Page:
The debate over the Juneau road is far from over, unless voters want to set precedence where elections do not count. The simple fact is that Juneau voted down the road - not once, but twice. Just as important, our neighbors in Haines and Skagway overwhelmingly oppose the road.
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But now a governor who is obsessed with "development" regardless of who benefits, who pays or who votes, is ramming this road through. More importantly, he is succeeding with the help of a few like-minded legislators. Their stubborn, insulated decisions hurt all of us, as the Juneau road comes at the expense of other unfunded state projects.
The governor's Juneau road to nowhere is just one example of the disdain for voters. It was predestined before he was elected, a sort of payback to Juneau. This is not unique to Juneau. Remember the campaign promises to develop our way into prosperity and protect the permanent fund?
One of his first acts was to turn down the heat in grandma's room by eliminating the longevity bonus for seniors.
Early on, he tried to raid the permanent fund by selling us a new way to calculate our dividends (i.e. the percent-of-market-value model), in exchange for half of the permanent fund.
Then the governor eliminated community revenue sharing, letting the small communities starve until they might be enticed to help him make a second raid on the fund. Thankfully, this failed as well.
Then there are the other unwanted roads and bridges: the Nelson Bay and Bradfield roads, and the Ketchikan bridge. The three communities to be interconnected by the Nelson Bay road are now opposed to the road. Our Canadian neighbors have said no, for a second time, to the Bradfield road, and a majority of Ketchikan residents are against the bridge.
Now it appears that our road policies are as wrong-headed as our oil and gas policies. Remember the shallow methane gas debacle in Southcentral Alaska? Outside firms were sold the right to explore and profit from private lands. After running rough shod over the landowners, the firms left with little in hand but retained their development rights and have promised to return. Is this just another blind commitment to "develop," regardless of who benefits or who pays or who votes? If so, it may shed light on our most dangerous and current gambit, locking-in the governor's proposed oil and gas taxes for two generations for a mere promise of a pipeline. Here again, the tradeoffs and uncertainties are just too great. The governor's "deal" has no firm startup date or contractual signatures. We do not even get a whole pipeline - we get to pay for 20 percent for their pipeline and presumably with our permanent fund. Perhaps the third raid will be the charm.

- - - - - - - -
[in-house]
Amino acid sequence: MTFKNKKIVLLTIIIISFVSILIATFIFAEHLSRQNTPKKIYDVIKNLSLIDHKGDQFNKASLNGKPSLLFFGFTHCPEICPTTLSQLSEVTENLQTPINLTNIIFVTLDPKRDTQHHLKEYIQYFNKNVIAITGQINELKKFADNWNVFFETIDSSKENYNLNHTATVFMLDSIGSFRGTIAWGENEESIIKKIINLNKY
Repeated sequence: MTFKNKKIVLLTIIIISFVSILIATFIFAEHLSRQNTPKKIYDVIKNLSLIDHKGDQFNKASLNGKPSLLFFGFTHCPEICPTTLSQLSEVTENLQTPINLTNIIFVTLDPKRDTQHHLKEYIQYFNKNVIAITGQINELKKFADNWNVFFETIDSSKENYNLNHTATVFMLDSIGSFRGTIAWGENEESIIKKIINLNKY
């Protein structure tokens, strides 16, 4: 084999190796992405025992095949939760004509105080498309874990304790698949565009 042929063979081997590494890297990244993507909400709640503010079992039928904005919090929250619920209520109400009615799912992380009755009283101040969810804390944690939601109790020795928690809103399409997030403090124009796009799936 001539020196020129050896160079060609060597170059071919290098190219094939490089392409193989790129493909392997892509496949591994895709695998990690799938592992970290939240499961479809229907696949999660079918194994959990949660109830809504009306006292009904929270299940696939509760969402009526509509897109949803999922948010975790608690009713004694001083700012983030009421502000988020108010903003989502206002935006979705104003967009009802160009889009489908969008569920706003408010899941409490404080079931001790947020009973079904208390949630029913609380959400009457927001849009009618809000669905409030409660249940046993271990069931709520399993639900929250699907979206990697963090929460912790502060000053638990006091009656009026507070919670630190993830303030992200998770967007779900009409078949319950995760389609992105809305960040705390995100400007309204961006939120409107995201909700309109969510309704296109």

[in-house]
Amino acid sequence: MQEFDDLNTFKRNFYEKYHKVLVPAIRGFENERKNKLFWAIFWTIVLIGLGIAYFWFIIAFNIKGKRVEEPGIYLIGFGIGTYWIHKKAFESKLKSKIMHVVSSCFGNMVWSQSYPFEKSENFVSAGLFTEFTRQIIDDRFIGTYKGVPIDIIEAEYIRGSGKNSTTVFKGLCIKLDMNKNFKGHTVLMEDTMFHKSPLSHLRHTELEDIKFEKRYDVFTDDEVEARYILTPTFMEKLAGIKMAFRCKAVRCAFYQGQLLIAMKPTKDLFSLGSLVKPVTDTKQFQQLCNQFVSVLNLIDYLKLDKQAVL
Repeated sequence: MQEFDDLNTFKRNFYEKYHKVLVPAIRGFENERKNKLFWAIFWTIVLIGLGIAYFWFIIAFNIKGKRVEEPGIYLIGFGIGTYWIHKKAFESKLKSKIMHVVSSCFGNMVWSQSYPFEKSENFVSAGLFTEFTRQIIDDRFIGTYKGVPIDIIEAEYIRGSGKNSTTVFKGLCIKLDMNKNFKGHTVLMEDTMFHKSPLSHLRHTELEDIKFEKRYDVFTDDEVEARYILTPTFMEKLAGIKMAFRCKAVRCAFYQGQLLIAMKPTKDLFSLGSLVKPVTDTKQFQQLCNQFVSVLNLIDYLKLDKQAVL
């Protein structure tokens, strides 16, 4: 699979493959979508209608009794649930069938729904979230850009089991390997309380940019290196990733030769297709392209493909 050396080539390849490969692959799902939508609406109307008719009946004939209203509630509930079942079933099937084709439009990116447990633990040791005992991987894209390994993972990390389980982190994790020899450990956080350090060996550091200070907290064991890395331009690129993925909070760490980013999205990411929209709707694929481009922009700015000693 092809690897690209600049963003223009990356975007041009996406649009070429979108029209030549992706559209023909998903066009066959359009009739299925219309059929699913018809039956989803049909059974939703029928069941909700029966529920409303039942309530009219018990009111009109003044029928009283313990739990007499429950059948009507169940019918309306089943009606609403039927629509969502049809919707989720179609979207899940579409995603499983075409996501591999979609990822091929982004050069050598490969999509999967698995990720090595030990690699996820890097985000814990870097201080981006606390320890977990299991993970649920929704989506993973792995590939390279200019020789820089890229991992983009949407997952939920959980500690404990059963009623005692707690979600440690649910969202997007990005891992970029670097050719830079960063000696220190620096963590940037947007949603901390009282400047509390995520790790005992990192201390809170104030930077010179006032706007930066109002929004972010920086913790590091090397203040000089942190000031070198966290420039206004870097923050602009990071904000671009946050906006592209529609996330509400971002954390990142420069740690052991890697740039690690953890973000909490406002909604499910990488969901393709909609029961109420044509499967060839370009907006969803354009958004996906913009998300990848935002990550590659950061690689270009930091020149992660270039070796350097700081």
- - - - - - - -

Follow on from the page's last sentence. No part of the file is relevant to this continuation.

My frustration with our omnipotent governor is the real issue - in democracy our votes should count. The voters of Juneau said no to the Juneau road - not once, but twice. A majority of businesses in Skagway and Haines are clearly opposed. Notwithstanding these voices, the governor and his like-minded Legislative allies - Sen. Ralph Seekins, R-Fairbanks, and Sen. Lyda Green, R-Wasilla - have not paused for even a nanosecond. They have put themselves above the voters and chose to support hard-line political agendas. It is time to help elect new blood who will not put themselves above the voters - be they Republican, Democrat or whatever. The upcoming elections will be busy for me and hopefully for you as well.
Joseph Mehrkens is a Juneau resident and retired natural resource economist.
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